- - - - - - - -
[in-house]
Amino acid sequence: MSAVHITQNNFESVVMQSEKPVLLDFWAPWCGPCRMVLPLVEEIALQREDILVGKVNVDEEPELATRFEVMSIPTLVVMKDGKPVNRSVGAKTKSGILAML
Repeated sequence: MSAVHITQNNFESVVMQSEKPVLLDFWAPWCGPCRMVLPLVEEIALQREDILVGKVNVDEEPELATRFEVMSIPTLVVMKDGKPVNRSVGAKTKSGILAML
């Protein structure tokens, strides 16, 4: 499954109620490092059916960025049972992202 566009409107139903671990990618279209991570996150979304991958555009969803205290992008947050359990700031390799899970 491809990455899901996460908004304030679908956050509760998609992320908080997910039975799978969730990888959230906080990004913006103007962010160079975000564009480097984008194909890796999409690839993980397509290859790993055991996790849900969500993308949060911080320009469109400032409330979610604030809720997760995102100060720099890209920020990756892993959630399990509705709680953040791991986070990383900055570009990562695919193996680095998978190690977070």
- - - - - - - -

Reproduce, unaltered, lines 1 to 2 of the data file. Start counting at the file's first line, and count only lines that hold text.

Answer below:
[in-house]
Amino acid sequence: MSAVHITQNNFESVVMQSEKPVLLDFWAPWCGPCRMVLPLVEEIALQREDILVGKVNVDEEPELATRFEVMSIPTLVVMKDGKPVNRSVGAKTKSGILAML